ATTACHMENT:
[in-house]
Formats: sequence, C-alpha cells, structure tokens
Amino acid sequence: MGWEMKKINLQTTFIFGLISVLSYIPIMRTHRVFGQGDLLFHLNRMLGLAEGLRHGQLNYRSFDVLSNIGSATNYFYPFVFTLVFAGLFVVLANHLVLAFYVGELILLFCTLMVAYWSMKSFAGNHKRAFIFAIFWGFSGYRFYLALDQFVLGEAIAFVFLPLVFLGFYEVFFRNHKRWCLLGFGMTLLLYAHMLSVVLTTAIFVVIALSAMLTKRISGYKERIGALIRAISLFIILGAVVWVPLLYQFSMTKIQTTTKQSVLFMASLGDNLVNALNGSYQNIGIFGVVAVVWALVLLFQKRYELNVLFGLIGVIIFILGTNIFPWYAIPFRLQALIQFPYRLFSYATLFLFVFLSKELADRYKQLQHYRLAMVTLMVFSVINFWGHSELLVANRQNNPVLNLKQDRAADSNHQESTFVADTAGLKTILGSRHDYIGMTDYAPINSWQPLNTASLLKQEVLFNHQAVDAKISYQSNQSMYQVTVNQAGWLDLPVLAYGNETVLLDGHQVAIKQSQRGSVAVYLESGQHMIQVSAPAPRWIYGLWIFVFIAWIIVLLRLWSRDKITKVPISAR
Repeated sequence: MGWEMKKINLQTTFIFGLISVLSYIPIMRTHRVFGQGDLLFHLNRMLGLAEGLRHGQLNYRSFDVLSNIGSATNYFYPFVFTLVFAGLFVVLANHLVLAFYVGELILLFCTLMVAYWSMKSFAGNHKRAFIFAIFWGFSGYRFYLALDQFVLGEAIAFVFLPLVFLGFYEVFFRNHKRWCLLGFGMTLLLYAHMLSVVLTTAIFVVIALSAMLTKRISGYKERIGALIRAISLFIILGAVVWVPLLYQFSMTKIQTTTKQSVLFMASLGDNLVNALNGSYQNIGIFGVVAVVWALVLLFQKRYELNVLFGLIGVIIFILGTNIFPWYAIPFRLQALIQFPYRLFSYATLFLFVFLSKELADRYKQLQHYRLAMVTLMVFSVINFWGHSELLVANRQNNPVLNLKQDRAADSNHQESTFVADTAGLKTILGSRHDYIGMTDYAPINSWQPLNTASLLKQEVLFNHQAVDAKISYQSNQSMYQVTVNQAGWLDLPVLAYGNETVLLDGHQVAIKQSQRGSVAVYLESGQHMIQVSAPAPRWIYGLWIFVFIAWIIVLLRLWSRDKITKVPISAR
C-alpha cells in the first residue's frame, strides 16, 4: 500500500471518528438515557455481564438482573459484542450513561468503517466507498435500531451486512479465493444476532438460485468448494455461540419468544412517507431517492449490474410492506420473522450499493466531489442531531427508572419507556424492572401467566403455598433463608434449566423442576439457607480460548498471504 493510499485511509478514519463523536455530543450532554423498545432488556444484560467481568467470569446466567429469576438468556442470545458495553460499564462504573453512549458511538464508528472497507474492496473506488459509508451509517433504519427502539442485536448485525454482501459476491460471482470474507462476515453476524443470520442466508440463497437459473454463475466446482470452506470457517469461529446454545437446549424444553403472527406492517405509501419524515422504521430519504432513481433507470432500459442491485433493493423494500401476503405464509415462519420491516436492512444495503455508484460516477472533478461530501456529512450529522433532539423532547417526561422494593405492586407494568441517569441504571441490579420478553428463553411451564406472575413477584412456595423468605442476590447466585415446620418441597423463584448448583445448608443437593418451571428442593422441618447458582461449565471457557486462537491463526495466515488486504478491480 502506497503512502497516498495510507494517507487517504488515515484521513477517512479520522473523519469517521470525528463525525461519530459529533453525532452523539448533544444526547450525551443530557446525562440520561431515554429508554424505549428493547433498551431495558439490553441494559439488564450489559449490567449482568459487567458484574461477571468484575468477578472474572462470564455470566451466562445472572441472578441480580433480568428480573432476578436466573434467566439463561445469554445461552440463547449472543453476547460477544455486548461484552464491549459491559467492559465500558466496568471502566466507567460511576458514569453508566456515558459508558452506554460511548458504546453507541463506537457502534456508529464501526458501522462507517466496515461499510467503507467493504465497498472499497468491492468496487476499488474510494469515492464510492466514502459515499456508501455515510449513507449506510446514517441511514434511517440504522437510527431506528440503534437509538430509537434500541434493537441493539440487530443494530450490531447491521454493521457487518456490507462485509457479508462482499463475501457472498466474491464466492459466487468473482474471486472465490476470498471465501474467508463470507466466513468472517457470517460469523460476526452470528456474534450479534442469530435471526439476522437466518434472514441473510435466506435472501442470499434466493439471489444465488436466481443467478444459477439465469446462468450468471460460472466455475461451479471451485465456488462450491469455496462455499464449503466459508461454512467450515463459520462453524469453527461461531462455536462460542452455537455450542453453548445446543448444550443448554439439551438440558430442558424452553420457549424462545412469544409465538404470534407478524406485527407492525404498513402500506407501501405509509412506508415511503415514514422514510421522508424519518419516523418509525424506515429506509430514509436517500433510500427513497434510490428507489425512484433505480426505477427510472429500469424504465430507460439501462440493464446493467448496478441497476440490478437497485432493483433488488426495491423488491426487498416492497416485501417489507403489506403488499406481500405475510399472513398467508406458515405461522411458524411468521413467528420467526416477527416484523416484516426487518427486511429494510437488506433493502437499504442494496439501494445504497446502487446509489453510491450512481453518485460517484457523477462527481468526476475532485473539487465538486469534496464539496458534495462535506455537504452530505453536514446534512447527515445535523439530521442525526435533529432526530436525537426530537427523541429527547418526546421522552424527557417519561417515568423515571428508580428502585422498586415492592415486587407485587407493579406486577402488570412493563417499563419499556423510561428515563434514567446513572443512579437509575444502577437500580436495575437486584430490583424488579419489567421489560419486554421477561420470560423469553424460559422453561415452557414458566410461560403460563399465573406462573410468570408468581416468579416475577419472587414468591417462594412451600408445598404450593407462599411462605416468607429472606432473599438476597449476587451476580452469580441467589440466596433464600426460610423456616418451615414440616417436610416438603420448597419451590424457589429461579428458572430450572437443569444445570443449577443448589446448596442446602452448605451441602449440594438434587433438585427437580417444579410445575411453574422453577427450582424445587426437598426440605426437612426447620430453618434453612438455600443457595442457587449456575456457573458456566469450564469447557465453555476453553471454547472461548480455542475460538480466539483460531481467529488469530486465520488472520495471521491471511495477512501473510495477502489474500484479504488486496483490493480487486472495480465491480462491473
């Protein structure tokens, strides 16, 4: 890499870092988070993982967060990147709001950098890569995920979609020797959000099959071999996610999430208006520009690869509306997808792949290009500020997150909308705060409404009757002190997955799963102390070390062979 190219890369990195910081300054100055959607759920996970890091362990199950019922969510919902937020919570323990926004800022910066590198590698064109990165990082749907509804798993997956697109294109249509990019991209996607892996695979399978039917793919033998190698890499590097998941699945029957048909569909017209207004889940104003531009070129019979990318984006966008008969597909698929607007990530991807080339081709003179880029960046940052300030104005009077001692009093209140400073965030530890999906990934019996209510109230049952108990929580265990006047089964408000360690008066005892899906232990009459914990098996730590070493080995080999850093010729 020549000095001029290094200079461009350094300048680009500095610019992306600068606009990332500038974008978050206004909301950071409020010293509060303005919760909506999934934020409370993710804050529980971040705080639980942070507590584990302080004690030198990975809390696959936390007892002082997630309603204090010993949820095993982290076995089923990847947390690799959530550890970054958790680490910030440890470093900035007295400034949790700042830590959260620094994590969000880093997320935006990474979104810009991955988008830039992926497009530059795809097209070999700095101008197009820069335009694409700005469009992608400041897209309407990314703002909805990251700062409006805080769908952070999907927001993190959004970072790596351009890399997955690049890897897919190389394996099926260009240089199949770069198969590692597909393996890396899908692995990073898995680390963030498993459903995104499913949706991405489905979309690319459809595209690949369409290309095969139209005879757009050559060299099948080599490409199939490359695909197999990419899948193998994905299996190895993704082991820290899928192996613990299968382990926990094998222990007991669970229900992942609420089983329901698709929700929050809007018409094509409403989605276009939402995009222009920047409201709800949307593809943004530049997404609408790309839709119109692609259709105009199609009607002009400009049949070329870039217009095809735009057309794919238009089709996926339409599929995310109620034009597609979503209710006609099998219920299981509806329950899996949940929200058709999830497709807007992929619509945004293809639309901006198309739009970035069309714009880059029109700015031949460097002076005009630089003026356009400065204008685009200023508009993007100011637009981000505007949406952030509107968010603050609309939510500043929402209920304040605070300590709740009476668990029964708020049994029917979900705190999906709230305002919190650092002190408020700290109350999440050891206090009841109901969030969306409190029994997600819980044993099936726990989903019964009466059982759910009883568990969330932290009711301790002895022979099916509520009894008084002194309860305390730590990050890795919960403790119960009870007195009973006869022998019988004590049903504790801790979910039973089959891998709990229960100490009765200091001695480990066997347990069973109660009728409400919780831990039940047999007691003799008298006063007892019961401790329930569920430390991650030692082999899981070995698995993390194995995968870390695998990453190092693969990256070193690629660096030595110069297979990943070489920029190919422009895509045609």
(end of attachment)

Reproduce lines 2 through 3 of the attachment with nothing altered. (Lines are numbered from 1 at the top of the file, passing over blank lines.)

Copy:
Formats: sequence, C-alpha cells, structure tokens
Amino acid sequence: MGWEMKKINLQTTFIFGLISVLSYIPIMRTHRVFGQGDLLFHLNRMLGLAEGLRHGQLNYRSFDVLSNIGSATNYFYPFVFTLVFAGLFVVLANHLVLAFYVGELILLFCTLMVAYWSMKSFAGNHKRAFIFAIFWGFSGYRFYLALDQFVLGEAIAFVFLPLVFLGFYEVFFRNHKRWCLLGFGMTLLLYAHMLSVVLTTAIFVVIALSAMLTKRISGYKERIGALIRAISLFIILGAVVWVPLLYQFSMTKIQTTTKQSVLFMASLGDNLVNALNGSYQNIGIFGVVAVVWALVLLFQKRYELNVLFGLIGVIIFILGTNIFPWYAIPFRLQALIQFPYRLFSYATLFLFVFLSKELADRYKQLQHYRLAMVTLMVFSVINFWGHSELLVANRQNNPVLNLKQDRAADSNHQESTFVADTAGLKTILGSRHDYIGMTDYAPINSWQPLNTASLLKQEVLFNHQAVDAKISYQSNQSMYQVTVNQAGWLDLPVLAYGNETVLLDGHQVAIKQSQRGSVAVYLESGQHMIQVSAPAPRWIYGLWIFVFIAWIIVLLRLWSRDKITKVPISAR